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Finding the inner fire

Her weird, wonderful life celebrated


It’s February 12, and a biologist, an anthropologist and a sociologist walk into a bar. The biologist buys a drink, raises his glass and proposes a toast. ”To Charles Darwin on his day!” The anthropologist responds with “to Extraterrestrial Cultures, on their day!” The sociologist forgoes toasting. He just drinks his beer while muttering “every devotee has his day.” And it's true. Since 1995, fans of the 19th-century evolutionary theorist have officially marked the date of his birth as their day to honour science, reason and critical thinking. In the U.K., biologist Richard Dawkins is scheduled to speak today on “The Hubris of Faith,” part of the annual Darwin Day Lecture series. On the same day, first contact enthusiasts will “celebrate all past, present and future alien visitors in ways to enhance relationships among all citizens of the cosmos, known and unknown.” First observed in New Mexico in 2004 — can you say Roswell? — ET Cultch Day now has a worldwide following. Today, in an effort to connect the two groups, Reeling Back is adding two movie reviews to the archive (with links to each following the Afterword to this posting). In keeping with the optimism of our biologist friend’s toast, the popular culture offers the occasional film that honours those who have expanded our understanding of the natural world. Such was the intent of director Michael Apted with his 1988 biographical feature Gorillas in the Mist: The Adventure of Dian Fossey.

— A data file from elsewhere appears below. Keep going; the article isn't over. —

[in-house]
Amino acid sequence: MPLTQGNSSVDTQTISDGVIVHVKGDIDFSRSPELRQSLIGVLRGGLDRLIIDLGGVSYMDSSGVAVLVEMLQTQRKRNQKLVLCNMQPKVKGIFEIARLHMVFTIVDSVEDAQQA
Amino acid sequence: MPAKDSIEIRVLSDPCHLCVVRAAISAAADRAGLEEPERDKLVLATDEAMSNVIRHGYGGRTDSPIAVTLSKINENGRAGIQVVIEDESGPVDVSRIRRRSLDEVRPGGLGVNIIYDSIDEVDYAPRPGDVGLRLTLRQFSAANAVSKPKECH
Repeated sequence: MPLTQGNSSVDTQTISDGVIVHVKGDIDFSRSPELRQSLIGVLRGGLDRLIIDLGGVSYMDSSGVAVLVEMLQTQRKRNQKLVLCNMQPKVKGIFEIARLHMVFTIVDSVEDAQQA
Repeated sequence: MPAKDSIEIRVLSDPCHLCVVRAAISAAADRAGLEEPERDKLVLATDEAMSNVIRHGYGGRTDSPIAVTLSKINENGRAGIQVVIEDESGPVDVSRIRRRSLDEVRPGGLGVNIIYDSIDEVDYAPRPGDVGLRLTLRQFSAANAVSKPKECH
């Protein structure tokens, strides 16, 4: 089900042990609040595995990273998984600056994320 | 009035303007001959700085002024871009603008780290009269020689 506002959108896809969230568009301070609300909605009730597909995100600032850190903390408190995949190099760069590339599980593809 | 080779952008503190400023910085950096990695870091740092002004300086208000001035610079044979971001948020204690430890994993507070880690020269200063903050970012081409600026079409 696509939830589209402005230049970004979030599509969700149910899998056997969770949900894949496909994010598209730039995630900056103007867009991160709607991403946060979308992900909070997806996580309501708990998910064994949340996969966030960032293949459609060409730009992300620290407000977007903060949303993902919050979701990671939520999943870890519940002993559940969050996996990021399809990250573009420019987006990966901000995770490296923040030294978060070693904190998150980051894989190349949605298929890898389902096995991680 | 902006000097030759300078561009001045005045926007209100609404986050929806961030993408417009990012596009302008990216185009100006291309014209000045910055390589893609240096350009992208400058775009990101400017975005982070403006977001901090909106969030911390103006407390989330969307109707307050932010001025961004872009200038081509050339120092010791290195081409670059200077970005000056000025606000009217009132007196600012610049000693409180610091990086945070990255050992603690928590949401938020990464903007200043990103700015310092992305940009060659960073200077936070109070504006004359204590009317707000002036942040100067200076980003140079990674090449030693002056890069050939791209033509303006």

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local news

When dreams go wrong

Providing a mind-blowing experience


A frequent player in the D.C. Universe in recent years, Michael Ironside is memorable in both good guy and bad guy roles. Born on this day (February 12) in 1950, he was the poster boy for explosive aggression in director David Cronenberg’s 1981 sci-fi shocker Scanners.

comics page

Frontier disappointment

Less than the sum of its comic parts


Originally a dramatic actor, George Segal apparently decided sometime in the mid-1970s that he’d rather be a funnyman. Born on this day (February 13) in 1934, Segal was in full comic mode in writer-director Melvin Frank's U.S. bicentennial frontier farce The Duchess and the Dirtwater Fox (1976).

entertainment

He loved not wisely

Distraction fatal to reformer’s cause


For approximately 1.4 billion people around the world, today (February 5) is the Chinese New Year. To mark the occasion, and to celebrate the beginning of the Year of the Pig, Reeling Back recalls director Li Han-hsiang's 1976 Hong Kong epic, The Last Tempest

editorials

Plans set, goals met

My Blog; Your Guide to What's New


On October 4, 2013, the day that Reeling Back went live on the Internet, I thought I knew where all this was going. Five years, four months and 12 days later, I’m older, perhaps wiser and certainly more aware of the “innumerable confusion” of our times that Marshall McLuhan first noted in 1964.

Byline

REVIEWING CITIZEN WALSH

A DECLARATION OF PRINCIPLES


787-310-3951 is the Internet address of Michael Walsh, a Canadian living in Vancouver, British Columbia.

I spent my working life as a newspaperman. While others covered the waterfront, I specialized in movies. As a film critic, I published my views in newspapers and magazines, on radio and television, at conferences, conventions and in the occasional courtroom. It was my good fortune to cover 30 of the most exciting, innovative years in screen history (1965-1995).
Retired, but not inactive, I've launched Reeling Back in in order to recall and, perhaps, make sense of it all. Eventually, it will grow into an archive of the nearly 6,000 films I've reviewed to date. Because everything old is news again, each posting will include a note connecting these particular movie memories to the here and now.

And, yes, I intend Reeling Back to offer new material, including web-log commentary, reviews of current pop culture and additions to my own "works in progress" — four book-length projects still in the notebook phase.

From Will Shakespeare to Marshall McLuhan to Joss Whedon, the great thinkers have all reminded us that we live in a world of wonders. In this small corner of cyberspace, I'd like to share some of the wonders that I have seen.

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